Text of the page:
What does that really mean?
When you invest your money, there is typically a chance that you will earn money, but also some chance that you will lose money. Some investments have the potential to earn you a lot, but typically, these investments also have the potential to lose you a lot. Other investments don't have quite as much earning potential, but your chance of losing money on these investments is also quite low. This second kind of investment—the type that probably won't result in you losing money—is commonly called a low-risk investment.
A Closer Look
To better understand what low-risk investments are, you must first understand the meaning of the word "investment." Strictly speaking, an investment is any asset you purchase today with the hope that it will increase in value in the future. That asset can be almost anything. If you buy a gold coin with the hope of selling it for more in two years, that's an investment. If you park your money in a savings account with the intent of it earning interest, that's an investment.
So if you consider an investment something you buy with the hope it will increase in value, you have to acknowledge there is a chance it won't increase in value, but will actually decrease in value. With some investments, that chance is high. With other investments, that chance is low. If the chance of losing money is low, the investment is low risk.
Here's the downside of low-risk investments, though. Even when they do earn you money, they tend to earn less than a riskier investment. Less risk equals less reward.
When Low-Risk Investments Work Well
So, if you can be pretty sure you will not earn as much on a low-risk investment as on a high-risk investment, why would you make that investment in the first place? Because the money you earn is almost a sure thing. Look at it this way. You could buy an investment that you're 98% sure will earn you 2.00% interest, or you could buy an investment you're 50% sure would earn you 8.00% interest. If you can't stand to lose any money, a low-risk investment is the better choice in your situation.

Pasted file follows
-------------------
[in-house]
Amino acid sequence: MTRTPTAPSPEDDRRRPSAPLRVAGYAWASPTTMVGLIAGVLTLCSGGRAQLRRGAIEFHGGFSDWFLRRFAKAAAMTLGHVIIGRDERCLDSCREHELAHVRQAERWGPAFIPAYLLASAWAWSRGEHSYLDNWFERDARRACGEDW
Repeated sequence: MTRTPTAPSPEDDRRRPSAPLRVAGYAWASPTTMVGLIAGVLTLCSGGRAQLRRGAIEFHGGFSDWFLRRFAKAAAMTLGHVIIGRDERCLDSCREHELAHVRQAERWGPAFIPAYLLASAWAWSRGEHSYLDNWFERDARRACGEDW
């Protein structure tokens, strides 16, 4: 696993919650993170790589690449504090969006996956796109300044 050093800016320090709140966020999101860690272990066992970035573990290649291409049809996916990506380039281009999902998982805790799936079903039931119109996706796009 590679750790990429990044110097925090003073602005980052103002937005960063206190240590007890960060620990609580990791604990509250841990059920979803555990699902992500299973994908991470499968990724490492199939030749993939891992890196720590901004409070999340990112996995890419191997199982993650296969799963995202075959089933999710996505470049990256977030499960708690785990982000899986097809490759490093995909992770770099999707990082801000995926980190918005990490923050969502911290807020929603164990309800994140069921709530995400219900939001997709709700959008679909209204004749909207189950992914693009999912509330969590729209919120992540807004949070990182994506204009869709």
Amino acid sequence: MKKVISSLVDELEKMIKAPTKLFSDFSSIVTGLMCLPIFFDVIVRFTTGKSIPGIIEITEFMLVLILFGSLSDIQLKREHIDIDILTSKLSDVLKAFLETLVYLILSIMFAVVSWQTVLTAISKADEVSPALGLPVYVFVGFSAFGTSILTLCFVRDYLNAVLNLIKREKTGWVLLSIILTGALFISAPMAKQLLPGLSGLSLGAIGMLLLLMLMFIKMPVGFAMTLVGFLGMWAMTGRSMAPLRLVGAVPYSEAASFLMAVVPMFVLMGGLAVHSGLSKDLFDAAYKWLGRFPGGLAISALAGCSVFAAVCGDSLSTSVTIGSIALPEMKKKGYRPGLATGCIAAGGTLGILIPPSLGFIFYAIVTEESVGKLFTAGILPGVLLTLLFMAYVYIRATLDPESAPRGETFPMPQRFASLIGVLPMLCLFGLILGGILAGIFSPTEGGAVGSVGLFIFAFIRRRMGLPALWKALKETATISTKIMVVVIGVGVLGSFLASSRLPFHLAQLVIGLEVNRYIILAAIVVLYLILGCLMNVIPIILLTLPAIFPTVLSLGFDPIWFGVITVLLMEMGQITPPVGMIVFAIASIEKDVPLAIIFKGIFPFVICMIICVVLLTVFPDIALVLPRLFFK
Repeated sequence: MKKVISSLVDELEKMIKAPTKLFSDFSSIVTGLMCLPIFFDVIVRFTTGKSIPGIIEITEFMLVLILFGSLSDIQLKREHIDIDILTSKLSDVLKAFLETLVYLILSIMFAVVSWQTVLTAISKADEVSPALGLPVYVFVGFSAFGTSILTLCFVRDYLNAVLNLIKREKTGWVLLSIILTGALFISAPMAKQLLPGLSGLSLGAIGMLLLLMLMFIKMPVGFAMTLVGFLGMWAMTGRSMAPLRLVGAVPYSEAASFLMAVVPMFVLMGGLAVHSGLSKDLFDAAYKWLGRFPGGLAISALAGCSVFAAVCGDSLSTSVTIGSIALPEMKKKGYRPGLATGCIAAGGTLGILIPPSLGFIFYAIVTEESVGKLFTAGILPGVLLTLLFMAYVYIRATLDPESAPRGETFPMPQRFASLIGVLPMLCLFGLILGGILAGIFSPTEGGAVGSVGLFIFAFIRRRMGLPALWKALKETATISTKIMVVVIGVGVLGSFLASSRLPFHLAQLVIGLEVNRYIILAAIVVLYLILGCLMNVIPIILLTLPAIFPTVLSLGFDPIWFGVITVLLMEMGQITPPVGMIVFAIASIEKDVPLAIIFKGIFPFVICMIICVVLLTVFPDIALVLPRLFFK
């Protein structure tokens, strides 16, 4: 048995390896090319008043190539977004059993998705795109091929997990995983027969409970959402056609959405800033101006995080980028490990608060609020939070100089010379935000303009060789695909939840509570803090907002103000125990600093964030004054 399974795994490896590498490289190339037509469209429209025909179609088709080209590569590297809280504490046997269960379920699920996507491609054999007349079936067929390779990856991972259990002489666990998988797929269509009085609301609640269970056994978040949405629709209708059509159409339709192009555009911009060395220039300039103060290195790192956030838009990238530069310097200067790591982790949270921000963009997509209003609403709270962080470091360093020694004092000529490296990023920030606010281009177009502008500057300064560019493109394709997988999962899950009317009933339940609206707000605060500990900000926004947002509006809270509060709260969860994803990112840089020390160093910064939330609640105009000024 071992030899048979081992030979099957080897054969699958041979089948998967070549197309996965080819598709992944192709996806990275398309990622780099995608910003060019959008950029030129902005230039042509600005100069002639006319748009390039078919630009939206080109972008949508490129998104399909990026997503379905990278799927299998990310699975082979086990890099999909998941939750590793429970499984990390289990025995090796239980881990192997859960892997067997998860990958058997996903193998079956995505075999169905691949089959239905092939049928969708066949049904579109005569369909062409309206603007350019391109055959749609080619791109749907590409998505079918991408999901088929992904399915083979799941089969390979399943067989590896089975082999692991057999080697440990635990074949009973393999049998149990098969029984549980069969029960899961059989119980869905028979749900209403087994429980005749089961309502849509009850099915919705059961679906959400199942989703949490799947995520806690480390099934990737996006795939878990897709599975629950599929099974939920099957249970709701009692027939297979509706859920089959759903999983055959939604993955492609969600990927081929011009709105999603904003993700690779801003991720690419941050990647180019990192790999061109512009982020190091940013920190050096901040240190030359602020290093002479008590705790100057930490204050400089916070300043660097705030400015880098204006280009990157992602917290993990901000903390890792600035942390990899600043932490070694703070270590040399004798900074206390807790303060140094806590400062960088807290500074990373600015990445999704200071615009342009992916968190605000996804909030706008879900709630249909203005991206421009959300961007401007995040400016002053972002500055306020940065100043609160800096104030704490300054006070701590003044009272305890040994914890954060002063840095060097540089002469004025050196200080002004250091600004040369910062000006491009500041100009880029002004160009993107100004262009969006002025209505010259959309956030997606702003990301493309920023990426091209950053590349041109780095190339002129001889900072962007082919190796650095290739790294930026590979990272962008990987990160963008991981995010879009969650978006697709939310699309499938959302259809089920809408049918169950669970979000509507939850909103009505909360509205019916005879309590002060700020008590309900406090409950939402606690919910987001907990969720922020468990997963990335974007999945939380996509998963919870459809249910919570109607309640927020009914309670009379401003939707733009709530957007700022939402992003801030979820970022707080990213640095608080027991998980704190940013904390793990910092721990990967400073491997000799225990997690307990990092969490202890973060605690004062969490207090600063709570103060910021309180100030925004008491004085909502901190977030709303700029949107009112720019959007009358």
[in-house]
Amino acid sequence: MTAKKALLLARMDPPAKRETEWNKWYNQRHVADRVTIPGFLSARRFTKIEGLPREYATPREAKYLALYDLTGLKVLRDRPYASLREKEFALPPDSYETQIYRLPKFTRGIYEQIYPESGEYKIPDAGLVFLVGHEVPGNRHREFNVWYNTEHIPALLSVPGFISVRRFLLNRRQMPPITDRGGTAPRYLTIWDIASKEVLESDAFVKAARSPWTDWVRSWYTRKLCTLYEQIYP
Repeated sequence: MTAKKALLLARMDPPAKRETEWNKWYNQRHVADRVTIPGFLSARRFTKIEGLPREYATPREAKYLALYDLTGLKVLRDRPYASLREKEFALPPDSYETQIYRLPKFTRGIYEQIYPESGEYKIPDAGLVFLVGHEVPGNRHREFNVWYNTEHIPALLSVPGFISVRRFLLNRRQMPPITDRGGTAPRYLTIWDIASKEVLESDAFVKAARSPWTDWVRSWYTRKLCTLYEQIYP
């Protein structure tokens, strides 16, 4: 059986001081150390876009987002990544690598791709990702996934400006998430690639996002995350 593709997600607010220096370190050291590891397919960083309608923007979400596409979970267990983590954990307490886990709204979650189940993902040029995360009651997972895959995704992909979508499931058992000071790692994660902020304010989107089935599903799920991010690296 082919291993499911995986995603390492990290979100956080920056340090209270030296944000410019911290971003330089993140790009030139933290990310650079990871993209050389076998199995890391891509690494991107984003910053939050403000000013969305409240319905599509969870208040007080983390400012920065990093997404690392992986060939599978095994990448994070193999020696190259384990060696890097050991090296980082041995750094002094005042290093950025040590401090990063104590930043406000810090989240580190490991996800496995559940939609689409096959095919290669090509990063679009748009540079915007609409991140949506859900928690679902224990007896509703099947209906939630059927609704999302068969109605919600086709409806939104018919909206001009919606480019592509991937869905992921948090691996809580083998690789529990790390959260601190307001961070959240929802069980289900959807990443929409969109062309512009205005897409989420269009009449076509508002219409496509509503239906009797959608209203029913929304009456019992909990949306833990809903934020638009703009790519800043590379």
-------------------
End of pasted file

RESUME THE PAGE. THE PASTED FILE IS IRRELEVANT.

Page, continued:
Low-risk investments are a good idea when you're investing money you will need to withdraw in a couple of years. For instance, if you are investing money specifically to buy a car in two years, you are better off investing in a low-risk, 2.00% fund than betting on a high-risk, 8.00% fund and risking the loss of money you really need for that car.
Low-risk investments are also useful for balancing out other higher-risk investments in a total portfolio. For instance, if you are saving for retirement, it is good to balance out your high-risk stock investments with some low-risk bonds to ensure that if the high-risk investments do tank, you don't lose everything.
Common Low-Risk Investments
A savings account is an example of a very low-risk investment. There's almost zero chance of you losing the money, but it will only earn 1.00% interest, at most.
Bond funds and bonds are also low risk. Many earn 2.00% or 3.00% with little risk of loss.
Certificates of deposit (CDs) are a very low-risk investment as long as you invest through an FDIC-insured bank. Basically, you deposit your funds into a bank account and agree not to remove them for a certain period, often two or five years, in exchange for a set interest rate, which is often around 2.00%.
When you can't afford to lose money, but you do want that money to be earning something, low-risk investments are the best option. Look to bonds, savings accounts, and CDs for the earnings and safety you need. For more information on low-risk and other types of investment options, speak with a financial advisor.